Charities and voluntary organisations are third sector, not-for-profit organisations and whilst they benefit from numerous exemptions, they are not overlooked when it comes to data protection regulation. The Data Protection Act 2018 (the UK’s implementation of GDPR) applies to any individual/company that handles personal data. Personal data can be defined as any information on a living identified or identifiable person. Volunteers have the same responsibilities as any other employees when it comes to upholding high data protection standards and, as such, they require thorough data protection training in order to mitigate the risk of a breach.
When to Appoint a Data Protection Officer (DPO)
A Data Protection Officer (DPO) is an external, independent expert in data protection that reports to the highest level of management. The DPO can be an existing employee or an externally appointed individual. All companies are allowed to appoint a DPO, but only companies that fall into one of the following categories are required to do so:
- Public authorities
- Companies whose core activities include large scale systematic monitoring of individuals
- Companies whose core activities include large scale processing of special categories of data or data regarding criminal convictions/offences
The Issue of Consent
The new data protection legislation requires that organisations, including charities and voluntary organisations, obtain valid consent when collecting and processing personal data. Consequently, any consent you have obtained in the past must be checked for validity under the new legislation and re-obtained if deemed unsatisfactory. In order for consent to be valid it must fulfil the following criteria:
- It must be freely given
- Requires an affirmative action
- Consent must be specific and cover the controllers name, purpose of processing and types of processing activity that will be undertaken
- Explicitly expressed in words
Privacy Notices and SAR’s
Data subjects (individuals who have personal data held about them) have the right to be informed about the way in which their data will be processed. Companies are required to issue a privacy notice detailing how they intend to use a subject’s data. The privacy notice must be concise, transparent, easily accessible, easy to understand, and free of charge.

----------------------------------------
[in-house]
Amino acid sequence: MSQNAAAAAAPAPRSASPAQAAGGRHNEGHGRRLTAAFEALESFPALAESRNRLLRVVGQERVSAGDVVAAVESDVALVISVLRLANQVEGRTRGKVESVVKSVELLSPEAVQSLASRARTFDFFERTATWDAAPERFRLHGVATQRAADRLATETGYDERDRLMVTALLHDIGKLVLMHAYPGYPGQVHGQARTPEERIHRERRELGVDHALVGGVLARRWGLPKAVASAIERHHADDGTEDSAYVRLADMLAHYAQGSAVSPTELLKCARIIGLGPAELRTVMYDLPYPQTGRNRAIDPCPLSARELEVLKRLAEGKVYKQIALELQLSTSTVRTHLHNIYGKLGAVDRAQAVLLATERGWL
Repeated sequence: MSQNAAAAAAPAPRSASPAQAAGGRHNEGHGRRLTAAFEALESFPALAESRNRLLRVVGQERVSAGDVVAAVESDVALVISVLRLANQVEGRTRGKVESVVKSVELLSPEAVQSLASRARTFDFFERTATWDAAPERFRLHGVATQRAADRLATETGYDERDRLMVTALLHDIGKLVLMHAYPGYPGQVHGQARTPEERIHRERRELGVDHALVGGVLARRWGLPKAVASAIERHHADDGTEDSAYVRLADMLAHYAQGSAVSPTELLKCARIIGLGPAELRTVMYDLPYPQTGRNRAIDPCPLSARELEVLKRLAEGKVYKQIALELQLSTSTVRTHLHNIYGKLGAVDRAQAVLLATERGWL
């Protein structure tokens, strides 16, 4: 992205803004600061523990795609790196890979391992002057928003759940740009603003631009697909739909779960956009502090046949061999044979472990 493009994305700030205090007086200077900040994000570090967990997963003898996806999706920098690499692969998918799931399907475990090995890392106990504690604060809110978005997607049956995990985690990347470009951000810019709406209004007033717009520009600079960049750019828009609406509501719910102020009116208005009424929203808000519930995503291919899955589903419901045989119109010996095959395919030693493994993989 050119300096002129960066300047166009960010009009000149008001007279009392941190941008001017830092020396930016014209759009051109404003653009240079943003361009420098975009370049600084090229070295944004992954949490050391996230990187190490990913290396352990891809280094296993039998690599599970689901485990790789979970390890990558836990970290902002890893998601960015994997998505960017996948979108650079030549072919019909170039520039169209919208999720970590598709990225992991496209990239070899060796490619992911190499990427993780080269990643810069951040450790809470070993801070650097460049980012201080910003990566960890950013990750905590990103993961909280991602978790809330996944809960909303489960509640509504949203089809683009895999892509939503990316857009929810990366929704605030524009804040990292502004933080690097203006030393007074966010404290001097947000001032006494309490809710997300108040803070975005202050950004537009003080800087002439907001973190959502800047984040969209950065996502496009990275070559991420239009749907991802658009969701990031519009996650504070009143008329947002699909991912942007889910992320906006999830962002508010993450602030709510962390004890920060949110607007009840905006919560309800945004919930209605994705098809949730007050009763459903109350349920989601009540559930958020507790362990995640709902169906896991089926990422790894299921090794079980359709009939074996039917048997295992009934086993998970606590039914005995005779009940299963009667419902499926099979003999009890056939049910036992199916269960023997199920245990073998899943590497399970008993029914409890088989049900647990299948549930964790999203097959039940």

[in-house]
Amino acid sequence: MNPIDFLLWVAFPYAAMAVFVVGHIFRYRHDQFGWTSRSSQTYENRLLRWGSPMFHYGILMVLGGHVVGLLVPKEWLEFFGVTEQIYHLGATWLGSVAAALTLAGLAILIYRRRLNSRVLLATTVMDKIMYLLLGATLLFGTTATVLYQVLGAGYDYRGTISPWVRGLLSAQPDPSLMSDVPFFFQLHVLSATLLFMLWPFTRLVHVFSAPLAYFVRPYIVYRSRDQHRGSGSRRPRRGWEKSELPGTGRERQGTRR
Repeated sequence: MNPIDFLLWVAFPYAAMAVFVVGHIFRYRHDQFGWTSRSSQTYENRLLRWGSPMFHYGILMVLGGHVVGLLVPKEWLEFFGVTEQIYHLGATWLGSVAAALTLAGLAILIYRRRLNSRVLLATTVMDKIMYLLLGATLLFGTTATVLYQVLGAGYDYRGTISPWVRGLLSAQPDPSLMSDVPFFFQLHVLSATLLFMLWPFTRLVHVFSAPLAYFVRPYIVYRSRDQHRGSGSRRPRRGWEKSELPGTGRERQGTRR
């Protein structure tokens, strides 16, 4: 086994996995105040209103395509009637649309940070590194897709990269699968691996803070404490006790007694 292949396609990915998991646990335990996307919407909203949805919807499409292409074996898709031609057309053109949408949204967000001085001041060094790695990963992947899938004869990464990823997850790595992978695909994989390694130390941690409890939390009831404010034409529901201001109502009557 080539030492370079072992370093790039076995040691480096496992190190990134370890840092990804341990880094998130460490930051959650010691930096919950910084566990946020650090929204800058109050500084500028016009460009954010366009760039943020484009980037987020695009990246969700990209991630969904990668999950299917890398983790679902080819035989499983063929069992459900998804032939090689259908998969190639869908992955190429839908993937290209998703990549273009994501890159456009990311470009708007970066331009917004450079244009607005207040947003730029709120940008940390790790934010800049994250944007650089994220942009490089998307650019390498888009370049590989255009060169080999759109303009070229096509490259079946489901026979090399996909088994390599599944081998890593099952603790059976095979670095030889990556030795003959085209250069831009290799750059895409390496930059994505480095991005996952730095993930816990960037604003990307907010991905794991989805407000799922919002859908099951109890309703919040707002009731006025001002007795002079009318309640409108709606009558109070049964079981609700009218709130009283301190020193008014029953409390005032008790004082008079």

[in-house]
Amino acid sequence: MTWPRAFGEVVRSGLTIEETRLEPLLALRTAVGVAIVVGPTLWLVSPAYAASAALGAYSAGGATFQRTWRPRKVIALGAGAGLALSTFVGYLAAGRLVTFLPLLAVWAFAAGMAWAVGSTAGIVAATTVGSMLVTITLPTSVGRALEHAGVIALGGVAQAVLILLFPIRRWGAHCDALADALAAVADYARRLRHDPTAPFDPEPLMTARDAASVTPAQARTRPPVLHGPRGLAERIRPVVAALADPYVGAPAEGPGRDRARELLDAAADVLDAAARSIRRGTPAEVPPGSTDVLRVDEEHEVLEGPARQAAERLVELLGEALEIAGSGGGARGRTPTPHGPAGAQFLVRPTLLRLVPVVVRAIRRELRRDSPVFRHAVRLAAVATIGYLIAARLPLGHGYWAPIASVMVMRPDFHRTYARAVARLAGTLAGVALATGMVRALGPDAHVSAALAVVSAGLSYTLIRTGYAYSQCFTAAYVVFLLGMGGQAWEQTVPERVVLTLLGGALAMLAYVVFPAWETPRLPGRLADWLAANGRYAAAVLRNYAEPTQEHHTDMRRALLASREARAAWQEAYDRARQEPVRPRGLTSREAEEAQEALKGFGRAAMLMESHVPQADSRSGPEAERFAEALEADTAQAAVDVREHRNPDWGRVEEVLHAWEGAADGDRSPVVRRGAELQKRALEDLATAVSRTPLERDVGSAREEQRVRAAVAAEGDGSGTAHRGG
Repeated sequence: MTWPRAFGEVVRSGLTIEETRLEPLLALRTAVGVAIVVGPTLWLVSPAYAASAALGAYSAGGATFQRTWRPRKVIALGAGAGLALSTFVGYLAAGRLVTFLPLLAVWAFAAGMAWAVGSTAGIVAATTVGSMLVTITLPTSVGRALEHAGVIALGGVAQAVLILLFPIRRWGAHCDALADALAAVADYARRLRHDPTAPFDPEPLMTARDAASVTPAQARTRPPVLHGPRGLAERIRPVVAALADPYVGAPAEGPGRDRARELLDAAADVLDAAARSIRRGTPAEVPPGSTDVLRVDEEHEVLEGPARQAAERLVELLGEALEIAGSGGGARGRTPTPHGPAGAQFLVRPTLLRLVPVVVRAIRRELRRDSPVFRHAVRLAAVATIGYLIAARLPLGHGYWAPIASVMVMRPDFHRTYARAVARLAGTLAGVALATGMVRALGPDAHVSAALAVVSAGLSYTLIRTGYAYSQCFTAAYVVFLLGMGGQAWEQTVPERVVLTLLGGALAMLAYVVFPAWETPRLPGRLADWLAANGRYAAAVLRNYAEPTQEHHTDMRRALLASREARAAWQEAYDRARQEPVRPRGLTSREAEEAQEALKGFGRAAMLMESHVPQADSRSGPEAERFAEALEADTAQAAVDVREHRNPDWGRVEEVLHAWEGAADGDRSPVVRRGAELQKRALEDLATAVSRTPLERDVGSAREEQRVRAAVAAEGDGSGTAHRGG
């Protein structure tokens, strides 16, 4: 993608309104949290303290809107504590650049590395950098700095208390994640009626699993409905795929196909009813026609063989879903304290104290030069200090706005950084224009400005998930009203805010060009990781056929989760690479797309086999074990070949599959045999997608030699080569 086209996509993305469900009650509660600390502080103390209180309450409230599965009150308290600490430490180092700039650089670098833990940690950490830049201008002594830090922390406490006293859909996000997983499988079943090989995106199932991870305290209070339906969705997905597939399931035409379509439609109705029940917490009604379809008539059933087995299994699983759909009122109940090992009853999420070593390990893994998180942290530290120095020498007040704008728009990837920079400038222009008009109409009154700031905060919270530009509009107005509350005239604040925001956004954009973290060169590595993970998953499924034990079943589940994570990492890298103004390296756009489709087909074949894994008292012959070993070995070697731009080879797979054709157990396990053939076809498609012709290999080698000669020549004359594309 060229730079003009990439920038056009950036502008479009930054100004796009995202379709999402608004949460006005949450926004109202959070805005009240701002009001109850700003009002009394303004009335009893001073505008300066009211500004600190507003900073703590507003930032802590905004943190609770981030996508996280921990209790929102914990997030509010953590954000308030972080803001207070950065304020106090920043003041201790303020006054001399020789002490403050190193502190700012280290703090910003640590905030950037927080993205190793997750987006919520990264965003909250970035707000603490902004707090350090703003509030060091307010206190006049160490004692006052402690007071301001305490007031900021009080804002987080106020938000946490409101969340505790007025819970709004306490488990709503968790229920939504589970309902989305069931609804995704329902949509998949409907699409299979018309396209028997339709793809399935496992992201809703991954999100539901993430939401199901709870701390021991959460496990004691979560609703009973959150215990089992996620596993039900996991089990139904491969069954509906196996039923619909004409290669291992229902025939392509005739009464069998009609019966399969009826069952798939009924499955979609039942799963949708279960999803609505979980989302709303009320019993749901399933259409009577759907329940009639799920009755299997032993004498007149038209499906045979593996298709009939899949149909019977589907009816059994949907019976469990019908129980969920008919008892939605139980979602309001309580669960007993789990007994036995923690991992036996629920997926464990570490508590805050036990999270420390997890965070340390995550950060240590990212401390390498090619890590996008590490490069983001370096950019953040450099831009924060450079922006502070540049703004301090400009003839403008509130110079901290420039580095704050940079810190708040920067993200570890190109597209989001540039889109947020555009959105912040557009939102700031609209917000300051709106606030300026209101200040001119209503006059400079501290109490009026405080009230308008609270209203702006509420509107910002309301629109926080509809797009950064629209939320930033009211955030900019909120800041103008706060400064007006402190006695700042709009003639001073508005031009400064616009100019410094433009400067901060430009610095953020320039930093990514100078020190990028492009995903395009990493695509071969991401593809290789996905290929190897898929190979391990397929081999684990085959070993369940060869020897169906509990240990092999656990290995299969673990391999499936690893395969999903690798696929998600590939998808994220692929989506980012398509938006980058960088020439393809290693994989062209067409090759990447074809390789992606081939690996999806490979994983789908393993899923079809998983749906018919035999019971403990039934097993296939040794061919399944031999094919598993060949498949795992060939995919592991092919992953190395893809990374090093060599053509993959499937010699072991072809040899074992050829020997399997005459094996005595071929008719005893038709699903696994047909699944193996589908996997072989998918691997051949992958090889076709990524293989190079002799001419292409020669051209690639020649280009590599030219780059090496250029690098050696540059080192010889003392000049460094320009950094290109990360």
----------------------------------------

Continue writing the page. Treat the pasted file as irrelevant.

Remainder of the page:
Data subjects also have the right to view precisely what data that is held about them by various organisations, also known as a data subject access request (DSAR). In order to access this data they must submit a Subject Access Request (SAR) to the data controller. The data controller is then obliged to respond to the request within one month. Data subjects are entitled to the following information:
- Confirmation that you are processing their data
- A copy of their personal data
- Other supplementary information, most of which will feature in your privacy notice
High Profile Charity Data Protection Breaches
- Late in 2017, Age UK leaked thousands of staff files in two data breaches. Information included names, addresses, dates of birth and national insurance numbers of past and present employees. The data disclosed because of the breach was everything criminals needed in order to commit identify fraud, and left Age UK with no choice but to pay £100,000 to fraud prevention services to protect those affected. This is £100,000 that the organisation would not be able to use to support the elderly.
- In November 2017 the charity Change, Grow, Live changed premises. Over 100 files were left behind in the move, some of which contained highly sensitive information. Included in the forgotten files were details of beneficiaries’ experience of abuse and addiction. Public trust in the charity dropped significantly as the press caught wind of the breach and its reputation has been irreversibly damaged.
Data breaches could mean big trouble for charities and other voluntary organisations, as they rely so heavily on public interest and branding for support/donations. Whilst complying with the DPA 2018 and GDPR can seem overwhelming, particularly for smaller organisations, the data protection principles are not merely a box-ticking exercise. Good data protection signifies to your donors that you respect their privacy and the work you do.